Refinement Database

Database on Refinement of Housing, Husbandry, Care, and Use of Animals in Research

This database, created in 2000, is updated every three months with newly published scientific articles, books, and other publications related to improving or safeguarding the welfare of animals used in research.

Links to the full text for publications that appear in open access journals or are published on the AWI website are provided under the abstract.

Tips for using the database:

  • This landing page displays all of the publications in the database.
  • Use the drop-down menus to filter these publications by Animal Type and/or Topic.
  • Clicking on a parent category (e.g., Rodent) will include publications relating to all the items in that category (e.g., Chinchilla, Gerbil, Guinea pig, etc.).
  • You may also add a keyword to further narrow your search.
  • Please note that at this time, only publications dated 2010 or later (with some exceptions) can be filtered by Animal Type and Topic. Most publications older than 2010 can only be searched by keyword. 
Long-term, multi-institutional assessments have become a reliable tool for evaluating patterns of wounding in zoo-living primates, with results informing on best practices for species-specific care protocols and population management strategies. For western lowland gorillas (Gorilla...
This is the 5th volume of selected discussions that took place on the electronic Laboratory Animal Refinement & Enrichment Forum between February 2016 and December 2019. The forum was created in October 2002; it allows...
The Association of Primate Veterinarians (APV) recognizes that several forms of restraint, including physical and chemical, are necessary for the safe handling of nonhuman primates (NHPs). The following guidelines aim to provide information to researchers...
The purpose of this study was to quantitatively assess gait characteristics and weight-bearing forces during ambulation in goats free of lameness using a pressure-sensing walkway as a biometric tool for stride, gait, and force analysis...
In fiscal year 2016, agricultural animals such as swine, sheep, goats, and cattle represented 10% of the 820 812 animals used in USDA-regulated research. In addition to traditional agricultural animals, research studies using captive wildlife...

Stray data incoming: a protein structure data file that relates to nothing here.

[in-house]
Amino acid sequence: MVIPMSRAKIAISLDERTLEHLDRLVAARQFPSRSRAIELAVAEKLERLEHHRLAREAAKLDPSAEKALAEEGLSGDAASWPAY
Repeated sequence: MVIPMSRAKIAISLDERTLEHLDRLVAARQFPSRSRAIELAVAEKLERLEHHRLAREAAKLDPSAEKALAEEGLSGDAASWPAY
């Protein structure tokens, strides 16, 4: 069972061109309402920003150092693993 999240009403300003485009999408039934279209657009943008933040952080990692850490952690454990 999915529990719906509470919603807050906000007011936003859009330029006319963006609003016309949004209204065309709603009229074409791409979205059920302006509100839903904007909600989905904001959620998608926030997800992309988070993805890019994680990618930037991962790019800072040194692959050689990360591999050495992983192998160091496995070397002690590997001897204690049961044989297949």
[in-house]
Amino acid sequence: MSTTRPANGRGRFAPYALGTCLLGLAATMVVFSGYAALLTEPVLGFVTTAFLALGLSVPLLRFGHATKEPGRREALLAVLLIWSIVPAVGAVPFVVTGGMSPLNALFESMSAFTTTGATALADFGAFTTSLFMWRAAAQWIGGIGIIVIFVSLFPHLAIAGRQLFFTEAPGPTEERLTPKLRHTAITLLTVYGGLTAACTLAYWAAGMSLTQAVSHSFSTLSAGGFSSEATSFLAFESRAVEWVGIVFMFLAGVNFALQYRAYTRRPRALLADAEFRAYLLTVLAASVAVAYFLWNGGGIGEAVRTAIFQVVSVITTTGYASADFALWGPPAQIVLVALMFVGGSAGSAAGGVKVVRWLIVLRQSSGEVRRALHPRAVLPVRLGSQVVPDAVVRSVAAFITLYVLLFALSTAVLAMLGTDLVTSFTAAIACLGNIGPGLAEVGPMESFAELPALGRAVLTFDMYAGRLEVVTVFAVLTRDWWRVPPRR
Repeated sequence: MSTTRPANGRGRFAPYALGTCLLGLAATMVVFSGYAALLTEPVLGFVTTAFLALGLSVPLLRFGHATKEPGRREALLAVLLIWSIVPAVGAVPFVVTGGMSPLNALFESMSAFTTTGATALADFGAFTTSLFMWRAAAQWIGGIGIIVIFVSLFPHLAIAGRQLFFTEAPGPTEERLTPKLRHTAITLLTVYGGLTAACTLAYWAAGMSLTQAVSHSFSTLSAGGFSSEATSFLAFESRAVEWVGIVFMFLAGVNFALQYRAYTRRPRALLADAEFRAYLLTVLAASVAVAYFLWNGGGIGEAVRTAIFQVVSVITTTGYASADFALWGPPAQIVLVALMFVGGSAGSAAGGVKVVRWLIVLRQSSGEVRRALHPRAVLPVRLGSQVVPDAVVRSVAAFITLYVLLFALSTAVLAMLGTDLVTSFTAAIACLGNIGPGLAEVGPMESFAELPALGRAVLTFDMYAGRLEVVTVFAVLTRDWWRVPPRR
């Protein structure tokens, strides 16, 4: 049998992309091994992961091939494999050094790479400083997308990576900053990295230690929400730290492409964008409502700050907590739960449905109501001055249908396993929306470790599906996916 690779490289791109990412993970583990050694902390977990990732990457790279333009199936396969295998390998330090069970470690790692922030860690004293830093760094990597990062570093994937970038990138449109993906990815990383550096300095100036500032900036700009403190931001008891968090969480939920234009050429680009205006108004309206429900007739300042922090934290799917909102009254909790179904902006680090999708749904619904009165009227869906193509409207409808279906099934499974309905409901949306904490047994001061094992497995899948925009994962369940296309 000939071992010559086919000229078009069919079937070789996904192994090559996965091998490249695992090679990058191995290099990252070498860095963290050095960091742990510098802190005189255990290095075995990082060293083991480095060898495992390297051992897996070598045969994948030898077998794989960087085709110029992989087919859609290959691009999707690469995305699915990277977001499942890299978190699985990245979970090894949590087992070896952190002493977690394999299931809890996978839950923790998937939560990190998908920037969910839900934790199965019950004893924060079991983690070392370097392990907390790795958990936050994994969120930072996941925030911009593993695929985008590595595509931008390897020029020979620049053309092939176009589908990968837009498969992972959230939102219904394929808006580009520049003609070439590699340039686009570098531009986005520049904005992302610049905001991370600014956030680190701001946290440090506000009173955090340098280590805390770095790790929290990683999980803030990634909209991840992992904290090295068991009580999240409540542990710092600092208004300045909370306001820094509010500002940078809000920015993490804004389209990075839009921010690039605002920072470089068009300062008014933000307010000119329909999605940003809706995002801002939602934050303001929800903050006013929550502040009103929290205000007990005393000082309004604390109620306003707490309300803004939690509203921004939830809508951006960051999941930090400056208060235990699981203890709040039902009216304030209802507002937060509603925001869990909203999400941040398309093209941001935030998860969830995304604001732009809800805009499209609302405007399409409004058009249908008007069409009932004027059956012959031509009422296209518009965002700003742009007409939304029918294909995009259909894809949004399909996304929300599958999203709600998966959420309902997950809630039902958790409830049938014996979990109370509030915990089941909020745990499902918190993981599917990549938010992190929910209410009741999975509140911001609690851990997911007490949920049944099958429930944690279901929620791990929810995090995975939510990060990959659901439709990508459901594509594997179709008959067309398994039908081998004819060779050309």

The aim of this study was to conduct a series of paper-based exercises in order to assess the negative (adverse) welfare impacts, if any, of common interventions on domestic horses across a broad range of...
Completely updated and revised, and with a new author team, this second edition of Farm Animal Behaviour continues to provide essential information on normal and stereotypic behaviors in a wide variety of farm animals to...
Specifically designed restraint chairs are the preferred method of restraint for research studies that require NHP to sit in place for sustained periods of time. In light of increasing emphasis on refinement of restraint to...
When engaging in procedures that horses may find aversive, restraint methods are often used to help ensure safety of both horse and handler. Twitching is a common restraint method, but its use is sometimes considered...
This is the third volume of discussions that took place on the Laboratory Animal Refinement & Enrichment Forum (LAREF). This forum is dedicated to the exchange of personal experiences of refining the conditions under which...
The discussion was started by the following questions: "Is the squeeze-back mechanism more or less stressful than the pole and collar system for removing a macaque from his cage for an IM (intramuscular) injection?" and...
Twenty-six reports provide detailed information of how primates can be trained to voluntarily cooperate - rather than resist - during blood collection, injection, topical drug application, blood pressure measurement, urine collection, and capture.
Published information provides scientific evidence that traditional, involuntary restraint techniques of research non-human primates are intrinsically a source of distress resulting from fear. It has been documented that common methods of enforced restraint result in...
With some professional expertise and goodwill, there should be no real need to resort to forceful restraint when doing research with nonhuman primates.

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